A Chinese friend of mine came to see me before leaving Sydney: “This time is too hard, I am here alone, I can’t survive it anymore.” Her tone was very calm, but I couldn’t see a trace of light on her face . “Go back and have a relax.” I thought for a long time but I can do nothing.
Due to the rapid spread of coronavirus worldwide, the Australian government has issued a series of bans and lockdown measures throughout the city. Due to the complexity of the virus, the exact answer as to when to unblock is still inconclusive. Based on this background, I am interested in writing feature stories on mental health issues for international students in Australia during COVID-19. It is easy to ignore the mental health problems of international students, especially during the special lockdown period. My point of view will be about the negative impact of mental health problems in the face of irresistible factors, and how to get out of the dilemma for students with mental problems.
Inspiration for the story
Bupa‘s research report stated that the “extreme” pressure for Australian international students began before they came to Australia. According to the QS registered international student survey, the report specifically pointed out that potential students are twice as likely to suffer from depression as ordinary students. The PIE News reports that in many countries, depression and mental health problems are often considered a shame, which means that students ’ability to identify potential dangers is reduced, or students’ ability to discuss and seek help is reduced. I want to write a special story to record the mental health problems of international students, let people understand the importance of emotional management, and discuss how to overcome effective solutions to overcome mental problems in this particular period.
I also want to discuss the following issues:
- Has the mental health problems of international students attracted attention?
- How does mental health counseling work? Who will guide this process? Will there be danger in the process?
- What kind of social phenomenon is this psychological problem? What impact will it have?
International students have always been a high-profile group. COVID-19’s policy guarantees readers’ interest in stories related to the psychological problems of Australian international students, whether they are affected student groups, the general public, or experts and scholars in education.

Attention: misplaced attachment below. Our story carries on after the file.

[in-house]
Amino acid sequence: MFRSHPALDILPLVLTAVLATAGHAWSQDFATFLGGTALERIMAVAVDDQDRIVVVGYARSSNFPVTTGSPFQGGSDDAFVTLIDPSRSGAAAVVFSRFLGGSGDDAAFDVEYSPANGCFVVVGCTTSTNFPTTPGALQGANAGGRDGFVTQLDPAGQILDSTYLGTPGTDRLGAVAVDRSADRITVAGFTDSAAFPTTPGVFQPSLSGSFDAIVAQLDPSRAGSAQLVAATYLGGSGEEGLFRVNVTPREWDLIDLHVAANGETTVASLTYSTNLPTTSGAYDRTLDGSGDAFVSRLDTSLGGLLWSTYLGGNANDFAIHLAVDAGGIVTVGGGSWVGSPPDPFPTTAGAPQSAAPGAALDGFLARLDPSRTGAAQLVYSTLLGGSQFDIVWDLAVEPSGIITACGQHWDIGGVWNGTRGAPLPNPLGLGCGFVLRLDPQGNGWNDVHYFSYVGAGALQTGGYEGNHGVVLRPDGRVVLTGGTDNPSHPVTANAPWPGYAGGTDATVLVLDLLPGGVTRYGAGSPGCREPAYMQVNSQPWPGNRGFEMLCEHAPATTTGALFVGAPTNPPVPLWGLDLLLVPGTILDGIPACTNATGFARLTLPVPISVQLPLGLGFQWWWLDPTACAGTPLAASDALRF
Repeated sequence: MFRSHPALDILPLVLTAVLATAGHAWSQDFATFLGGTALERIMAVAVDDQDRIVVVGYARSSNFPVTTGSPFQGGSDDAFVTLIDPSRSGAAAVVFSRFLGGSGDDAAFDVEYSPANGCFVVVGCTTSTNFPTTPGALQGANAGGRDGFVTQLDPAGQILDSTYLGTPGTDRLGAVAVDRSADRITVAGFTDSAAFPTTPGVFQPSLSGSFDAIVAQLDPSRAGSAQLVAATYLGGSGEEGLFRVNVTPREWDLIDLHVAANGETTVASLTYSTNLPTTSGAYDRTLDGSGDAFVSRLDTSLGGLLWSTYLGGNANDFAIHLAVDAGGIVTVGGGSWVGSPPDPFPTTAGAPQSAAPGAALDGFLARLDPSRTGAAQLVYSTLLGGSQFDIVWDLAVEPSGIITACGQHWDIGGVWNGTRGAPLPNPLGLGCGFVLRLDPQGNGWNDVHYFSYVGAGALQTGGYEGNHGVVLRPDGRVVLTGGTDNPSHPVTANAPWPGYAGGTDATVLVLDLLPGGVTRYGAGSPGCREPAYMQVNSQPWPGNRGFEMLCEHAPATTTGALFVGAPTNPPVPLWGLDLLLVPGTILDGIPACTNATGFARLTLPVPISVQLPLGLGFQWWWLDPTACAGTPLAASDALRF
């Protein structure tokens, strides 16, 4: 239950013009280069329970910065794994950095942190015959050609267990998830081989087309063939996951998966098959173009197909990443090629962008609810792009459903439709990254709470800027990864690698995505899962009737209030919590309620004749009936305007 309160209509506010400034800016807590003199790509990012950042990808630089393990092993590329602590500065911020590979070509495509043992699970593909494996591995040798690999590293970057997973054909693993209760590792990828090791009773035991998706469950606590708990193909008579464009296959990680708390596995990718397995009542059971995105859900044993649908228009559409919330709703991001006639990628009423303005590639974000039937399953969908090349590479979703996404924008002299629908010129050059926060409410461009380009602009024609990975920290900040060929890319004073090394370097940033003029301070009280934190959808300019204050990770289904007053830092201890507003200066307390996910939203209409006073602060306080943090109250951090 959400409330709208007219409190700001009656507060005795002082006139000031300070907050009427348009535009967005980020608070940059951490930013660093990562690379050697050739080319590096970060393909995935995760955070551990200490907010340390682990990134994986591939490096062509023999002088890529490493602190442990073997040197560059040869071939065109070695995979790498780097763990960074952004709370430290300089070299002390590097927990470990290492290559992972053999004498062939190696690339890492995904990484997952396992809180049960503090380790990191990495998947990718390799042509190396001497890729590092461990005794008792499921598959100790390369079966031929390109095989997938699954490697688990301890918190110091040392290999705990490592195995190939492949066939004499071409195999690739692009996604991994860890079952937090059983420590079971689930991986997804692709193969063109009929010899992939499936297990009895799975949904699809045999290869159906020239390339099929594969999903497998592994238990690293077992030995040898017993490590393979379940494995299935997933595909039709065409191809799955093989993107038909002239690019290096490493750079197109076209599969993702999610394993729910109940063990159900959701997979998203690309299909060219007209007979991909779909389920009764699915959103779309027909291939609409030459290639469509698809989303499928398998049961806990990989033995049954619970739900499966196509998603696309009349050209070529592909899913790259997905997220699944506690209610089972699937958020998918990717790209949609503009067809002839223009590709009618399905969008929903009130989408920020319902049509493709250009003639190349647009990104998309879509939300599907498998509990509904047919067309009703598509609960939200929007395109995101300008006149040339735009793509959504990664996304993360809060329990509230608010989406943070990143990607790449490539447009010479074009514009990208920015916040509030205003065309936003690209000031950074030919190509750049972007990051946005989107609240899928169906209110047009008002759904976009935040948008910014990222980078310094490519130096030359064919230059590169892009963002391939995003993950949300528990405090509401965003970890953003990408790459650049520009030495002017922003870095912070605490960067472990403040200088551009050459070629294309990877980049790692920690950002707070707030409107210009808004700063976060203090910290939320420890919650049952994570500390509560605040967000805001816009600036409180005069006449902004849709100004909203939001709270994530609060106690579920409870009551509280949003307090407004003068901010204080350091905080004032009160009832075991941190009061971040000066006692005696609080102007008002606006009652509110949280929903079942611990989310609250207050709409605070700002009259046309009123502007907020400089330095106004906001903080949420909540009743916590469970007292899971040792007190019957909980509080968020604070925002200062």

I want to recommend this story to BBC News for the following reasons:
- BBC News has a series of special reports on Coronavirus and mental health
- large base readership and strong influence
The source of this feature article comes from three aspects. The first is related news reports on mental health issues of Australian international students, leading to mental health problems that have always been serious social problems. Secondly, through interviews with individual cases, I will explore the dilemma of mental health problems for international students under the influence of the government blockade policy during the epidemic. Third, I will discuss Australia ’s existing mental health assistance program and more feasible plans in the future.
List of sources:
- Interview with 2-3 international students affected by the epidemic and having serious psychological problems
- Interview Bupa for in-depth understanding of psychological problems of Australian international students (to obtain relevant data)
- International Student Survey report from QS
- Mental health special report from BBC News
Multimedia, Hypertext, Interactivity and SEO
I plan to create a video content section for interviews with international students. Meanwhile, I will collect relevant data through medical organizations and create charts to illustrate the importance of mental health issues in a visual form.
My online narrative will also include the following:
- Video of an interview with several international students
- Table of data from the Australian survey of international students’ mental health
- Expert videos on mental health issues (see below)